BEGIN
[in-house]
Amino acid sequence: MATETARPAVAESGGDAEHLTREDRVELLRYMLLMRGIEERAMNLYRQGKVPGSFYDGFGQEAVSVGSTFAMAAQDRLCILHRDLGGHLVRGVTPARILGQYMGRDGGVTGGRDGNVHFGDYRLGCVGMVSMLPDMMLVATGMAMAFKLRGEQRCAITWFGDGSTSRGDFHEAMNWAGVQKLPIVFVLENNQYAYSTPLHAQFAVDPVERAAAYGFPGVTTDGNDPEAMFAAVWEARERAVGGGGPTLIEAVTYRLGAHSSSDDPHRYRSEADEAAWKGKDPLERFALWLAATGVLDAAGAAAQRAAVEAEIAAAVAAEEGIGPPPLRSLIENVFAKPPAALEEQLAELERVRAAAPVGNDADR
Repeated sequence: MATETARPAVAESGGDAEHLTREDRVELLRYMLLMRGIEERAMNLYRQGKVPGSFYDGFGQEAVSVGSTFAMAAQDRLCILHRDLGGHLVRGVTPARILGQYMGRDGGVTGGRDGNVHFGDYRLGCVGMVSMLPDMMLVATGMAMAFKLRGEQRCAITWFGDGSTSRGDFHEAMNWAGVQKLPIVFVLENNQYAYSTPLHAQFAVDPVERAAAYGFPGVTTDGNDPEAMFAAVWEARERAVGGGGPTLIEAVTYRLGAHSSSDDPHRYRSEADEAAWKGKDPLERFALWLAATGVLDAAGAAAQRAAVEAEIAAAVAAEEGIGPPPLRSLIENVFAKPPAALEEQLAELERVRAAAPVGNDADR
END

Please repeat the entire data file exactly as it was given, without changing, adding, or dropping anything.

[in-house]
Amino acid sequence: MATETARPAVAESGGDAEHLTREDRVELLRYMLLMRGIEERAMNLYRQGKVPGSFYDGFGQEAVSVGSTFAMAAQDRLCILHRDLGGHLVRGVTPARILGQYMGRDGGVTGGRDGNVHFGDYRLGCVGMVSMLPDMMLVATGMAMAFKLRGEQRCAITWFGDGSTSRGDFHEAMNWAGVQKLPIVFVLENNQYAYSTPLHAQFAVDPVERAAAYGFPGVTTDGNDPEAMFAAVWEARERAVGGGGPTLIEAVTYRLGAHSSSDDPHRYRSEADEAAWKGKDPLERFALWLAATGVLDAAGAAAQRAAVEAEIAAAVAAEEGIGPPPLRSLIENVFAKPPAALEEQLAELERVRAAAPVGNDADR
Repeated sequence: MATETARPAVAESGGDAEHLTREDRVELLRYMLLMRGIEERAMNLYRQGKVPGSFYDGFGQEAVSVGSTFAMAAQDRLCILHRDLGGHLVRGVTPARILGQYMGRDGGVTGGRDGNVHFGDYRLGCVGMVSMLPDMMLVATGMAMAFKLRGEQRCAITWFGDGSTSRGDFHEAMNWAGVQKLPIVFVLENNQYAYSTPLHAQFAVDPVERAAAYGFPGVTTDGNDPEAMFAAVWEARERAVGGGGPTLIEAVTYRLGAHSSSDDPHRYRSEADEAAWKGKDPLERFALWLAATGVLDAAGAAAQRAAVEAEIAAAVAAEEGIGPPPLRSLIENVFAKPPAALEEQLAELERVRAAAPVGNDADR